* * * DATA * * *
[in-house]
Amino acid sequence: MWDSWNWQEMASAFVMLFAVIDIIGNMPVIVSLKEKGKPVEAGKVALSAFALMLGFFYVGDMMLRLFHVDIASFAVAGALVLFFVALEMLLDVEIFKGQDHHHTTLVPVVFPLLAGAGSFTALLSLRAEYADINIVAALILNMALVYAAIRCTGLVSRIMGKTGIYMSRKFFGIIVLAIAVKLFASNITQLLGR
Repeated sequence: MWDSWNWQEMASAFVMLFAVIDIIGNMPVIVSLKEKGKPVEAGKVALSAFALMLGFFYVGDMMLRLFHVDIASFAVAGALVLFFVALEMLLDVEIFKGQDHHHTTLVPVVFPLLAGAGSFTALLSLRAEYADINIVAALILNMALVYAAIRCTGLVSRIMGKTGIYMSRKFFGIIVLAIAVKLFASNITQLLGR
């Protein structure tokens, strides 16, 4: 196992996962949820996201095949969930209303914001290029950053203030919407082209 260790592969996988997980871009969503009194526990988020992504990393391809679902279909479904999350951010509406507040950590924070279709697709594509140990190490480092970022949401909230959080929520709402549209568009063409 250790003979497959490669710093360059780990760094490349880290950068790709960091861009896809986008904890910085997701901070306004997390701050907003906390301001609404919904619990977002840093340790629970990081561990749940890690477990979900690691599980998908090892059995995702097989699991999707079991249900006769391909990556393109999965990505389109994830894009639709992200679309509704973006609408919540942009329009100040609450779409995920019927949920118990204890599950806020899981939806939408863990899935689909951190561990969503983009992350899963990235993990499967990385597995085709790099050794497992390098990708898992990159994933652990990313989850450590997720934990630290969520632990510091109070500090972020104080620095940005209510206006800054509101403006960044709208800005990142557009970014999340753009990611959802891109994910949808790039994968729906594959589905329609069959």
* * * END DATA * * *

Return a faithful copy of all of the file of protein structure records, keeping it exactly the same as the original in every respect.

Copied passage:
[in-house]
Amino acid sequence: MWDSWNWQEMASAFVMLFAVIDIIGNMPVIVSLKEKGKPVEAGKVALSAFALMLGFFYVGDMMLRLFHVDIASFAVAGALVLFFVALEMLLDVEIFKGQDHHHTTLVPVVFPLLAGAGSFTALLSLRAEYADINIVAALILNMALVYAAIRCTGLVSRIMGKTGIYMSRKFFGIIVLAIAVKLFASNITQLLGR
Repeated sequence: MWDSWNWQEMASAFVMLFAVIDIIGNMPVIVSLKEKGKPVEAGKVALSAFALMLGFFYVGDMMLRLFHVDIASFAVAGALVLFFVALEMLLDVEIFKGQDHHHTTLVPVVFPLLAGAGSFTALLSLRAEYADINIVAALILNMALVYAAIRCTGLVSRIMGKTGIYMSRKFFGIIVLAIAVKLFASNITQLLGR
């Protein structure tokens, strides 16, 4: 196992996962949820996201095949969930209303914001290029950053203030919407082209 260790592969996988997980871009969503009194526990988020992504990393391809679902279909479904999350951010509406507040950590924070279709697709594509140990190490480092970022949401909230959080929520709402549209568009063409 250790003979497959490669710093360059780990760094490349880290950068790709960091861009896809986008904890910085997701901070306004997390701050907003906390301001609404919904619990977002840093340790629970990081561990749940890690477990979900690691599980998908090892059995995702097989699991999707079991249900006769391909990556393109999965990505389109994830894009639709992200679309509704973006609408919540942009329009100040609450779409995920019927949920118990204890599950806020899981939806939408863990899935689909951190561990969503983009992350899963990235993990499967990385597995085709790099050794497992390098990708898992990159994933652990990313989850450590997720934990630290969520632990510091109070500090972020104080620095940005209510206006800054509101403006960044709208800005990142557009970014999340753009990611959802891109994910949808790039994968729906594959589905329609069959």